Maximize Your Marketing Budget
In an effort to stake claim to new markets, Internet gold rush prospectors relied on well-funded advertising budgets -- rather than defined business models or sales -- to temporarily fuel business viability. Orphaned sock-puppet mascots and extensive Super Bowl advertising by business-to-business technology companies illustrate a disconnect between marketing programs and business objectives.
Today's refocus on fiscal responsibility and sales has caused many companies to cut marketing budgets. Executives are fastidiously watching the bottom line and are demanding quantifiable returns from each business function, including marketing communications.
Despite the do-more-with-less challenges facing many communications professionals, companies are strengthening brand equity by aligning marketing initiatives with business objectives, focusing on programs that yield measurable return on investment and capitalizing on market opportunities.
Riptech Inc., a managed security services provider, last year launched and implemented a focused, yet extremely successful marketing program. By maximizing a budget that paled in comparison to its publicly traded competitors, Riptech quickly established itself as a market leader while delivering straight-line support to business objectives.
Qualifying the business case. Riptech faced challenges in gaining mind share in a market crowded with industry heavyweights that included IBM and dozens of "point-product" information security vendors. Headquartered in Alexandria, VA, the 20-person firm was focused on developing outsourced security technology to reduce corporate vulnerability to increasingly insidious hacks and attacks. The challenge was to raise the organization's profile to support sales and secure venture capital investment.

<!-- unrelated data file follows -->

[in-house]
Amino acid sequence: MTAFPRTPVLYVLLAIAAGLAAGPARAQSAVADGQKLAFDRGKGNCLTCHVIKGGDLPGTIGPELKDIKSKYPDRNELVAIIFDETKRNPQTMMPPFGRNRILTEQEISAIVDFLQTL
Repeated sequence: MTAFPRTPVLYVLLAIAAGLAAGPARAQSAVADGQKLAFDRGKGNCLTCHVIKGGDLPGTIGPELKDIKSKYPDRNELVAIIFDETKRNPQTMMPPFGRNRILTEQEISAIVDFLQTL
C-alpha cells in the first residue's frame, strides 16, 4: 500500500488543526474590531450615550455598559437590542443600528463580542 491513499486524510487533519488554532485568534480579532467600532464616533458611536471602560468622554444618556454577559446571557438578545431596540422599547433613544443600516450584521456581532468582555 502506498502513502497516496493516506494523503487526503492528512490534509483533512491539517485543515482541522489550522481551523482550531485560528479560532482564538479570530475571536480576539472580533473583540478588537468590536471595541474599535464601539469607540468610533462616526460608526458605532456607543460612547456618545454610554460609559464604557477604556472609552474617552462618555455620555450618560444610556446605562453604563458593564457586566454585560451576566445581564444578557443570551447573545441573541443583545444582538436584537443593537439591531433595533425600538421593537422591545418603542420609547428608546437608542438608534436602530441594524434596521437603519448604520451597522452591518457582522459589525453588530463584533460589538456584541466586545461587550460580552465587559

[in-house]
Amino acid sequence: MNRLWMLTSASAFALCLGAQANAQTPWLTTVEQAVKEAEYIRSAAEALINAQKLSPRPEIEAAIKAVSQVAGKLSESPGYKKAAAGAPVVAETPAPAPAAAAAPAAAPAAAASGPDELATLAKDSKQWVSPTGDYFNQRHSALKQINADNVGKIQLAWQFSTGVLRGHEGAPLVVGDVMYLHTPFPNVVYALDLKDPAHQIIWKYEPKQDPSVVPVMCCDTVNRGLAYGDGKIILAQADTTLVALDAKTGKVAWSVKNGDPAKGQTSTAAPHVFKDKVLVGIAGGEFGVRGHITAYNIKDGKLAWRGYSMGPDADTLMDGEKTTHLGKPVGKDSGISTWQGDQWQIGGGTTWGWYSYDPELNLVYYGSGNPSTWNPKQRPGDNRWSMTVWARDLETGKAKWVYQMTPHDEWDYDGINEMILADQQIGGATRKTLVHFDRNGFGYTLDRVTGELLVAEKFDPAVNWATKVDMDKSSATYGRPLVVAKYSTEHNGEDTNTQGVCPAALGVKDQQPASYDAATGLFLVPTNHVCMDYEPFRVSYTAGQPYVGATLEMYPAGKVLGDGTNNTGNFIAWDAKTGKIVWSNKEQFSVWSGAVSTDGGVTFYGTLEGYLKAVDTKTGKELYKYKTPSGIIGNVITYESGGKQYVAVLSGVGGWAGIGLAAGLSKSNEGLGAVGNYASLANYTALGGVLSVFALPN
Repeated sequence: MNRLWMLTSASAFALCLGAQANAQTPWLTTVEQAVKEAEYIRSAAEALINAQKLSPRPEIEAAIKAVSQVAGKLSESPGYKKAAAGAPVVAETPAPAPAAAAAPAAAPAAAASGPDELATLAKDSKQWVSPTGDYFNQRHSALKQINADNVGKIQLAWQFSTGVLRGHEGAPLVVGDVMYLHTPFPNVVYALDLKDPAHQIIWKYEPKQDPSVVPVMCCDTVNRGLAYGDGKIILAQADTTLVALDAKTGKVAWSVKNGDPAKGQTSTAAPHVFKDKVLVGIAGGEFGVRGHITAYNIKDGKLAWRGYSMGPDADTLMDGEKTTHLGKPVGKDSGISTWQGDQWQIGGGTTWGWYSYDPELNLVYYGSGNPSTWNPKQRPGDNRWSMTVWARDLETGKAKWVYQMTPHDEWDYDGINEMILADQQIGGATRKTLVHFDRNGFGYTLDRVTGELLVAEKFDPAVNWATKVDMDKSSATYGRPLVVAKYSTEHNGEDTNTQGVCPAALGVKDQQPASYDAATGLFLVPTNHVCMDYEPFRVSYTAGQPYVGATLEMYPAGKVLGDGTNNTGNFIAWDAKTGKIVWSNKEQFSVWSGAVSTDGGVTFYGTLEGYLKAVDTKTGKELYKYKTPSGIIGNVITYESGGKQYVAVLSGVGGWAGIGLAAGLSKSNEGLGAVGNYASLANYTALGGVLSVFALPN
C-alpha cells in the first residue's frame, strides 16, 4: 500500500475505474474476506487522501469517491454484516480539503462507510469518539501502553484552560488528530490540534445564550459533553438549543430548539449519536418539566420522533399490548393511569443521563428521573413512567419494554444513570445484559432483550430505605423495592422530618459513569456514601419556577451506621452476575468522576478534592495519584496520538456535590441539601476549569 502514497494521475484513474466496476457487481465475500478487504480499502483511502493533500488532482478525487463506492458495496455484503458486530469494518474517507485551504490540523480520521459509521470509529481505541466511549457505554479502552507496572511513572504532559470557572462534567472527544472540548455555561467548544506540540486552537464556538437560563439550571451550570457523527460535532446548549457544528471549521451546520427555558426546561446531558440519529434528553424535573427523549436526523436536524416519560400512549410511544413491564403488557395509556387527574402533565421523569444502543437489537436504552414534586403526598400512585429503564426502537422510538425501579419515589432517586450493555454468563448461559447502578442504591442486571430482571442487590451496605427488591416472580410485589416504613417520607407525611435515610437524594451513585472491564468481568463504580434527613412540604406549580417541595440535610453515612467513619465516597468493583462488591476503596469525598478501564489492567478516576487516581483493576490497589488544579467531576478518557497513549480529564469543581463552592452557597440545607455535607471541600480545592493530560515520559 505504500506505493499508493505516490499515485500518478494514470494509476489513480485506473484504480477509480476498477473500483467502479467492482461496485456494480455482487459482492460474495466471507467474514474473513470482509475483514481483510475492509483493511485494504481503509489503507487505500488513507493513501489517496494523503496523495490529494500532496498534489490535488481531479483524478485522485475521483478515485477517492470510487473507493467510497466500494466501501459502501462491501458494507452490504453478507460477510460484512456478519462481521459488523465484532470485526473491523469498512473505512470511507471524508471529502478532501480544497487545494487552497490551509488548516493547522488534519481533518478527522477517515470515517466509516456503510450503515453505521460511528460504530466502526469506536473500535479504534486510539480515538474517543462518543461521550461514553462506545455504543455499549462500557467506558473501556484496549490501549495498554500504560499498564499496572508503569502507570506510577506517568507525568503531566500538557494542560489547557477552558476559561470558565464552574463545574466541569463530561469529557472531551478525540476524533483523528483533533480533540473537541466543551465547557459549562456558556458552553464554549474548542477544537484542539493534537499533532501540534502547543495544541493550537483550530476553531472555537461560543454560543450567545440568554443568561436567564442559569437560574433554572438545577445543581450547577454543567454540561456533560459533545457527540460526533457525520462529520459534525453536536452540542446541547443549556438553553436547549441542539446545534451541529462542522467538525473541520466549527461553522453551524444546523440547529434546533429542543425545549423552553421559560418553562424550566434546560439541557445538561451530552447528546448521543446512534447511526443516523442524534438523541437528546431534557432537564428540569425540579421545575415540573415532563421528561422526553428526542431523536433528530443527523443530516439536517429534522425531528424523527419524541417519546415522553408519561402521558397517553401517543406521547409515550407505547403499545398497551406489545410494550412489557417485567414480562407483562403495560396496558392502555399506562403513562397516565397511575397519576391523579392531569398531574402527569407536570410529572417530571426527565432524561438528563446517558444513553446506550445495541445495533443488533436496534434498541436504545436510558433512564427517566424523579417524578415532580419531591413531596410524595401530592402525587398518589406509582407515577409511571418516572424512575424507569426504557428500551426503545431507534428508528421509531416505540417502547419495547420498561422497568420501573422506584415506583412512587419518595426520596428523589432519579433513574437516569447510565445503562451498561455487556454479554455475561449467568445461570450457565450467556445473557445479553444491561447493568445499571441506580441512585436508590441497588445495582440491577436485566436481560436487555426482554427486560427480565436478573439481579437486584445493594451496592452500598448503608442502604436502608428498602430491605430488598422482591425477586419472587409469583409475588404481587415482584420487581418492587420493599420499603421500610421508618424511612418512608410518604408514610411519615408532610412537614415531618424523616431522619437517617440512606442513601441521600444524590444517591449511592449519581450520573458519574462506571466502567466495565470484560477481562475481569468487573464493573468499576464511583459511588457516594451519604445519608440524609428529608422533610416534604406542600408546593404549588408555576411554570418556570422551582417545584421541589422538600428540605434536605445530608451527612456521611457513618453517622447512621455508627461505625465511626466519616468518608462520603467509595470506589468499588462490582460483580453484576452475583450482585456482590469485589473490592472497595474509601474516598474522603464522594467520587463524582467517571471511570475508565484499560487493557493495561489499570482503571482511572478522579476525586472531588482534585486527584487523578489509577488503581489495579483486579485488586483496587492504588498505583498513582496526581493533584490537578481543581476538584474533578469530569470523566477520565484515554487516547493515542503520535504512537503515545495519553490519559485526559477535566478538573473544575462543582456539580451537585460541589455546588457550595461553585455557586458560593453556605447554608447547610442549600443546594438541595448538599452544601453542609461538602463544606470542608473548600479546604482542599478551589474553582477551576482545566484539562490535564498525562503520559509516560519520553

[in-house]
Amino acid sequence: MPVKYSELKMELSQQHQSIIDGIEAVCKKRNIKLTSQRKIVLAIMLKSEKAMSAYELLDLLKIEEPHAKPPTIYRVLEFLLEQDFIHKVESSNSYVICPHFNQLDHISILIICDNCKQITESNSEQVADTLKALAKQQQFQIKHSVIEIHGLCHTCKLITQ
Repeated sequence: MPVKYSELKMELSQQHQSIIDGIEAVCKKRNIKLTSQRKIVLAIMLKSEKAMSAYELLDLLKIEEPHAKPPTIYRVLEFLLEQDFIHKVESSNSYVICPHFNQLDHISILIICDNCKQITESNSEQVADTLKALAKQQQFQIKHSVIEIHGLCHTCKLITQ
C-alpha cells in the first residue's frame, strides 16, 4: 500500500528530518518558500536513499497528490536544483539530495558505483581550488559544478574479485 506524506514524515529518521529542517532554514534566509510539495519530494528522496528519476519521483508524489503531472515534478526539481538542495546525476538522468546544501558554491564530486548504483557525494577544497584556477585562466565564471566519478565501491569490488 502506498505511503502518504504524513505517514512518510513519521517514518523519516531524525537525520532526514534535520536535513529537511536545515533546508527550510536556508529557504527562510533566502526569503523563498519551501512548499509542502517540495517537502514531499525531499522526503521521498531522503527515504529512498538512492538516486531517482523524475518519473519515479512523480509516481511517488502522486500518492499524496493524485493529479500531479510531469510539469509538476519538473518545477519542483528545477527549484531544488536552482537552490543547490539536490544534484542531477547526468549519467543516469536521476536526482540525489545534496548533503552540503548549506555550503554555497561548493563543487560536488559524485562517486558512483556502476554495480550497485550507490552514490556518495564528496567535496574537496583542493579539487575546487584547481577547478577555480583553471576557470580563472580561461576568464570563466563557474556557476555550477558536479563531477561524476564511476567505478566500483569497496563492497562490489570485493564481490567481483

Riptech's first action was to conduct a planning meeting with its agency O'Keeffe & Co. to clarify its business, revenue objectives, sales model, competitors and market trends.
For Riptech, determining its sales process and related business factors carried weight in determining which marketing programs to implement. O'Keeffe also researched competitors and learned that positioning varied widely. The fluctuation in market messages made customers skeptical of vendor product claims. In parallel, O'Keeffe's media and analyst audit revealed that while the trade press primarily covered point solutions designed to address specific challenges, the business press generally reported on information security from a high-level perspective.
Riptech and O'Keeffe then mapped a one-year media relations program to position Riptech as a leading information security solution provider. We then built Riptech's media relations campaign based on the following strategy:
· Stress Riptech's extensive U.S. Department of Defense experience to provide spokesperson credibility.
· Underscore Riptech's "holistic" information security market offering by promoting managed information security monitoring solution benefits.
Selecting the best marketing tool for the job. Riptech's diverse customer prospects and multipronged sales programs covered different markets, making advertising and direct response campaigns too cost-prohibitive to provide the reach required to support sales adequately. Further, advertising would not garner the immediate third-party validation that was critical to success. We then initiated the following multifaceted public relations and Web site development programs to achieve our communications objectives: